Url : http://
Date : 04:29 AM Friday 08 August, 2003
Well Anton, I hadn't realised that you were using that beast of a 135mm down to f1.8. Can you actually use such a narrow depth of field usefully? What is it like at this aperture? Is it acceptable for enlargements? How does it compare to the SMC 135 f2.5 wide open? The monopod sounds like a very good idea.
I might sound a little awed, since I know how limited the depth of field is on a 75mm at F1.4 - it's not easy to use, and with SLR focusing in the gloom of a nightclub! I'd be interested to see some of your results, Cheers, R.8. From : Anton (firstname.lastname@example.org)
Url : http://
Date : 01:30 AM Friday 08 August, 2003
Thanks for the suggestion Robert. Ignoring the cost!! I'm not sure that a Leica rangefinder kit would do the job, I use mostly 85 & 135 lenses and I frame quite tightly, RF viewfinder error would make this difficult I suspect. With care and a monopod I can take the LX down to 1/60 with the 135 at f 1.8 and 1600 film. I have an old Zorki 4K (a Russian Leica copy) and despite not being as smooth as the leica (I assume as I've never handled a Leica) there is less vibration than the LX so I shall take it along and experiment; I only have the 50 mm lens for it. Thank you for reminding me about the camera as the last time I used it I was blown away by the special luminous quality that the lens gave to the pictures and I've been meaning to give it a good try out but got lost in the joys of the LX. I'm going to the country - on retreat - in a couple of days and I shall take it with me. AB9. From : Robert Clark (email@example.com)
Url : http://
Date : 10:25 PM Wednesday 06 August, 2003
Anton, I know this is an LX site - I have and use an LX myself - I can't help responding to one of your previous posts. Why don't you use a rangefinder for shooting at low levels in the jazz club? They produce far fewer vibrations when the shutter is released. I have and use Leica M6's for just this sort of thing: whereas unless I use a 60th or more on the LX I cannot get critically sharp photos (up to 10"x12") with a 50mm, with the Leica I can go down to a 15th pretty reliably. Of course at 75mm this goes up to a 30th, but with the 85 on the LX it goes up to 125th. In other words, you get another extra stop and sometimes two stops over an SLR (almost any SLR, not just the LX)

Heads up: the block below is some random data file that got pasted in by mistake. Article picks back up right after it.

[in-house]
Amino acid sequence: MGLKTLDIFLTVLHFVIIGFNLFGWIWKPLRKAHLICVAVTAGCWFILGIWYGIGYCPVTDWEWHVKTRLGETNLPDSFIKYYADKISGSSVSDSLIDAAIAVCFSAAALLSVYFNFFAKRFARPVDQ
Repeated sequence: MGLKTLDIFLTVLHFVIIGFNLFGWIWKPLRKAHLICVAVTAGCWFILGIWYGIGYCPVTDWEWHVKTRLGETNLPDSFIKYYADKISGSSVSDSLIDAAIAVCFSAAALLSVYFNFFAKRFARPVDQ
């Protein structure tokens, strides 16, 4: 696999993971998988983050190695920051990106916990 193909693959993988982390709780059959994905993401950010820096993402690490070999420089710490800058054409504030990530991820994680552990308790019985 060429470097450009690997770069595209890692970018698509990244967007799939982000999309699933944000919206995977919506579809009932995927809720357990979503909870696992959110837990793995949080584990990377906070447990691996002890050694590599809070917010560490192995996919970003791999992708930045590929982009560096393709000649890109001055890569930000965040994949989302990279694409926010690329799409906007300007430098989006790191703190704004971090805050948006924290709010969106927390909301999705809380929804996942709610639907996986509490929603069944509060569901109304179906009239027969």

Of course if the subject is moving then it will rarely if ever be sharp at these low speeds, but with practice, even with a moving subject there are 'moments' of stillness and the immediacy of the Leica's shutter helps with capturing that moment too.(It's broader viewfinder even gives a wider sense of prediction as to when that might happen). Another noticeable difference is that the Leica glass is very much better at these wide open, low light apertures - sharper in the centre and much better at the edges.10. From : Anton (firstname.lastname@example.org)PAGE | 1 | 2 | 3 | 4 | 5 | 6 | 7 | 8 | 9 | 10 | 11 | 12 | 13 | 14 | 15 | 16 | 17 | 18 | 19 | 20 | 21 | 22 | 23 | 24 | 25 | 26 | 27 | 28 | 29 | 30 | 31 | 32 | 33 | 34 | 35 | 36 | 37 | 38 | 39 | 40 | 41 | 42 | 43 | 44 | 45 | 46 | 47 | 48 | 49 | 50 | 51 | 52 | 53 | 54 | 55 | 56 | 57 | 58 | 59 | 60 | 61 | 62 | 63 | 64 | 65 | 66 | 67 | 68 | 69 | 70 | 71 | 72 | 73 | 74 | 75 | 76 | 77 | 78 | 79 | 80 | 81 | 82 | 83 | 84 | 85 | 86 | 87 | 88 | 89 | 90 | 91 | 92 | 93 | 94 | 95 | 96 | 97 | 98 | 99 | 100 | 101 | 102 | 103 | 104 | 105 | 106 | 107 | 108 | 109 | 110 | 111 | 112 | 113 | 114 | 115 | 116 | 117 | 118 | 119 | 120 | 121 | 122 | 123 | 124 | 125 | 126 | 127 | 128 | 129 | 130 | 131 | 132 | 133 | 134 | 135 | 136 | 137 | 138 | 139 | 140 | 141 | 142 | 143 | 144 | 145 | 146 | 147 | 148 | 149 | 150 | 151 | 152 | 153 | 154 | 155 | 156 | 157 | 158 | 159 | 160 | 161 | 162 | 163 | 164 | 165 | 166 | 167 168 | 169 | 170 | 171 | 172 | 173 | 174 | 175 | 176 | 177 | 178 | 179 | 180 | 181 | 182 | 183 | 184 | 185 | 186 | 187 | 188 | 189 | 190 | 191 | 192 | 193 | 194 | 195 | 196 | 197 | 198 | 199 | 200 | 201 | 202 | 203 | 204 | 205 | 206 | 207 | 208 | 209 | 210 | 211 | 212 | 213 | 214 | 215 | 216 | 217
Url : http://
Date : 04:45 AM Wednesday 06 August, 2003
Ron, what's happened to your holder? Has it broken (they are quite flimsy) are you sure you can't fix it? Modern adhesives are very good, you make also be able to link broken bits with thin straps of metal held in place with glue and small rivets subsequently filed flat (ish).
Next suggestion: Keep an eye out for a broken winder on eBay - they occasionally come up - check with the seller that the battery holder is okay before bidding. Ring round independent repairers who may have a parts bin. Good luck Anton